• Stakeholder inclusion
  • Starts with introduction
  • Open real-world task/challenge
  • Competition
  • Participants
  • Teamwork
  • Awards
  • No imposed working structure 
  • Results are solution designs 
  • Pitch presentations 

As a part of the traditional teaching of engineering design process in the project-based learning courses, students experience problem-based learning, which can be described as a five-step process (Hmelo-Silver, 2004): 1) Understanding the problem, 2) Exploration of the problem, 3) Identification, retrieval and interpretation of relevant information, 4) Exploration of possible solutions and formulation of the solution to the problem, and 5) Analysis of the solution and of the process that led to its generation. There are different implementations of the problem-based learning, depending on their focus – problem identification or solution generation (problems defined by industry or students). As such, this concept of problem-based learning can be easily transferred into the engineering design process context and mapped to the different process stages.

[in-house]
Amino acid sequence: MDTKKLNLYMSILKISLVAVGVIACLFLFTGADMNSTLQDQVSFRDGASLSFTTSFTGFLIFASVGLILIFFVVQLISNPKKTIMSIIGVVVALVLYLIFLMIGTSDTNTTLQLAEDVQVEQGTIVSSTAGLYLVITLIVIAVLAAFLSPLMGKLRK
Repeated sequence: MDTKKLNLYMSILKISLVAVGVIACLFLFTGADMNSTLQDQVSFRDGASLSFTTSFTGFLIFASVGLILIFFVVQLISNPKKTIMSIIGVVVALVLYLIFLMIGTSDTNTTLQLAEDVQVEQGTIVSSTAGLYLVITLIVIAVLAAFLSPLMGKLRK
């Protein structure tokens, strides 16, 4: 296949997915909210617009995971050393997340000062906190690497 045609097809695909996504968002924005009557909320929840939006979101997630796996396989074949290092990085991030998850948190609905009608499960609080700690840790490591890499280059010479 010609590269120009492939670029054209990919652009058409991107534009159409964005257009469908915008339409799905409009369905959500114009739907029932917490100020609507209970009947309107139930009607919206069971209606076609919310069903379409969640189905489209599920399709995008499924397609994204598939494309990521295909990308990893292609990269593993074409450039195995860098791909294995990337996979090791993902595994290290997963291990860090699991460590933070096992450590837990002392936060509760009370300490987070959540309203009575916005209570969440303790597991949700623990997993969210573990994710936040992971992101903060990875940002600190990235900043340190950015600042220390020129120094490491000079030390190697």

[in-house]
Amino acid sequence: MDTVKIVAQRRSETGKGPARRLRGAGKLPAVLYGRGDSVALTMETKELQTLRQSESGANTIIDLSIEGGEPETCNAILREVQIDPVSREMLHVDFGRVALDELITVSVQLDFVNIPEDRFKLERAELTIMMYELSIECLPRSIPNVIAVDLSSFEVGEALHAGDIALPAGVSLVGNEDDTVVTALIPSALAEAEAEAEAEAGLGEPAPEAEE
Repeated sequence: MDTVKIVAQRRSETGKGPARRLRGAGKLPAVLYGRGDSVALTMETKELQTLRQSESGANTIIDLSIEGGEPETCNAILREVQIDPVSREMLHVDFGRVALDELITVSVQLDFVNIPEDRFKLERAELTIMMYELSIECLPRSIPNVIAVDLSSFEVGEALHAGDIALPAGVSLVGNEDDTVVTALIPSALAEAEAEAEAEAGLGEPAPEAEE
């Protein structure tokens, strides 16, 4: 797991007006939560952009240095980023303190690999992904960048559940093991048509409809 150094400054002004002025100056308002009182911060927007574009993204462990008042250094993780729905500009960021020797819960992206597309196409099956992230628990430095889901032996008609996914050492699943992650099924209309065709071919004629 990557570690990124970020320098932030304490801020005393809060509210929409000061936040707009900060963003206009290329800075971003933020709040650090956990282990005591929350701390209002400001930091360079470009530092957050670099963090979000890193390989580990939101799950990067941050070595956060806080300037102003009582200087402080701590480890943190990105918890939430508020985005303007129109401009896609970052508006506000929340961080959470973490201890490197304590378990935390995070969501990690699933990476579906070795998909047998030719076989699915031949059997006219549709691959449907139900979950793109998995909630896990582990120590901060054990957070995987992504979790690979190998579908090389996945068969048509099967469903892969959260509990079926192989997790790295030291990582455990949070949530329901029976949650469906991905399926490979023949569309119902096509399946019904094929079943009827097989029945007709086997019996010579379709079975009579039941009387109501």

The design process can more broadly be viewed as the iterative of Problem clarification, Ideation, Evaluation, Prototyping and Testing. These steps are very well aligned with the solution development process present in hackathons. However, due to the predefined order of stages in engineering design, the introduction of hackathons requires setting up the course structure with specified milestones that would guide the design process. While conducting product hackathons, the time-restrictive nature of hackathons has to be considered along with the minimum time necessary to produce tangible design results. For this reason, product hackathons will be the most efficient if they will cover only few stages of the design process at a time, with a clearly defined output.
As stated above, the design process is divided into a number of design stages [Pahl&Beitz], where each stage should result in a tangible, more clearly defined product design solution. The stages of the design process with their expected results are shown below: